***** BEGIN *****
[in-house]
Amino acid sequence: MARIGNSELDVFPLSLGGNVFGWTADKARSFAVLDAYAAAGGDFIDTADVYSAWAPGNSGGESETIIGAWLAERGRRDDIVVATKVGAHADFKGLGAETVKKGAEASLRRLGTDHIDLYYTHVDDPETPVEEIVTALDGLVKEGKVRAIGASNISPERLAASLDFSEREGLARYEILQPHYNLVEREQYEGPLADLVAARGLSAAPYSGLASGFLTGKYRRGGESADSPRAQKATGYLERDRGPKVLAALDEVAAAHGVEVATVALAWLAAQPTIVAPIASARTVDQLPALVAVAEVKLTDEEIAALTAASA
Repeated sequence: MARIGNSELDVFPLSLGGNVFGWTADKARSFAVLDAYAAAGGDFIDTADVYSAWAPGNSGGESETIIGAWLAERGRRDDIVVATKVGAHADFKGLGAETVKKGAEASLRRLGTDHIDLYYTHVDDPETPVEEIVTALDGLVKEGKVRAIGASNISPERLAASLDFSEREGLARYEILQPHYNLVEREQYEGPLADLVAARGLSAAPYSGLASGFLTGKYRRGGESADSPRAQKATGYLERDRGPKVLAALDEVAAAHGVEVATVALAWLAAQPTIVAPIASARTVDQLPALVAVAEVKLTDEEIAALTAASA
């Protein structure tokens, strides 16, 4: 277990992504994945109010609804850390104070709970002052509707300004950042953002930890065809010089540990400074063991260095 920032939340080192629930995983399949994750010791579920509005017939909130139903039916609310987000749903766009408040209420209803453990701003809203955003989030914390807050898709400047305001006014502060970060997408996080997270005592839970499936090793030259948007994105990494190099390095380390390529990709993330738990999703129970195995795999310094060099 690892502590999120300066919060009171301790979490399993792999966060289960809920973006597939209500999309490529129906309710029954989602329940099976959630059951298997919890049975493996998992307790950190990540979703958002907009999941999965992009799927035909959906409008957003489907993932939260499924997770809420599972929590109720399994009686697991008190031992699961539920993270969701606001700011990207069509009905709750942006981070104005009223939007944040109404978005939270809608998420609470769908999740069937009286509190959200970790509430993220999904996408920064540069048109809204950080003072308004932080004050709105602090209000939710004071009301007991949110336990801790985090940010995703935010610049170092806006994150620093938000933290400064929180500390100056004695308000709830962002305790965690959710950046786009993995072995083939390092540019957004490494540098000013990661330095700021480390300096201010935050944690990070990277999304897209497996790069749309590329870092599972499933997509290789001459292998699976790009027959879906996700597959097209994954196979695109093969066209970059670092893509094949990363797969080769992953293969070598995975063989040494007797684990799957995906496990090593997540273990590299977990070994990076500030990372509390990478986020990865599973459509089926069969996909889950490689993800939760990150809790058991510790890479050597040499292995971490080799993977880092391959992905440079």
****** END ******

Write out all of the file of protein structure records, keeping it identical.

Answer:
[in-house]
Amino acid sequence: MARIGNSELDVFPLSLGGNVFGWTADKARSFAVLDAYAAAGGDFIDTADVYSAWAPGNSGGESETIIGAWLAERGRRDDIVVATKVGAHADFKGLGAETVKKGAEASLRRLGTDHIDLYYTHVDDPETPVEEIVTALDGLVKEGKVRAIGASNISPERLAASLDFSEREGLARYEILQPHYNLVEREQYEGPLADLVAARGLSAAPYSGLASGFLTGKYRRGGESADSPRAQKATGYLERDRGPKVLAALDEVAAAHGVEVATVALAWLAAQPTIVAPIASARTVDQLPALVAVAEVKLTDEEIAALTAASA
Repeated sequence: MARIGNSELDVFPLSLGGNVFGWTADKARSFAVLDAYAAAGGDFIDTADVYSAWAPGNSGGESETIIGAWLAERGRRDDIVVATKVGAHADFKGLGAETVKKGAEASLRRLGTDHIDLYYTHVDDPETPVEEIVTALDGLVKEGKVRAIGASNISPERLAASLDFSEREGLARYEILQPHYNLVEREQYEGPLADLVAARGLSAAPYSGLASGFLTGKYRRGGESADSPRAQKATGYLERDRGPKVLAALDEVAAAHGVEVATVALAWLAAQPTIVAPIASARTVDQLPALVAVAEVKLTDEEIAALTAASA
């Protein structure tokens, strides 16, 4: 277990992504994945109010609804850390104070709970002052509707300004950042953002930890065809010089540990400074063991260095 920032939340080192629930995983399949994750010791579920509005017939909130139903039916609310987000749903766009408040209420209803453990701003809203955003989030914390807050898709400047305001006014502060970060997408996080997270005592839970499936090793030259948007994105990494190099390095380390390529990709993330738990999703129970195995795999310094060099 690892502590999120300066919060009171301790979490399993792999966060289960809920973006597939209500999309490529129906309710029954989602329940099976959630059951298997919890049975493996998992307790950190990540979703958002907009999941999965992009799927035909959906409008957003489907993932939260499924997770809420599972929590109720399994009686697991008190031992699961539920993270969701606001700011990207069509009905709750942006981070104005009223939007944040109404978005939270809608998420609470769908999740069937009286509190959200970790509430993220999904996408920064540069048109809204950080003072308004932080004050709105602090209000939710004071009301007991949110336990801790985090940010995703935010610049170092806006994150620093938000933290400064929180500390100056004695308000709830962002305790965690959710950046786009993995072995083939390092540019957004490494540098000013990661330095700021480390300096201010935050944690990070990277999304897209497996790069749309590329870092599972499933997509290789001459292998699976790009027959879906996700597959097209994954196979695109093969066209970059670092893509094949990363797969080769992953293969070598995975063989040494007797684990799957995906496990090593997540273990590299977990070994990076500030990372509390990478986020990865599973459509089926069969996909889950490689993800939760990150809790058991510790890479050597040499292995971490080799993977880092391959992905440079």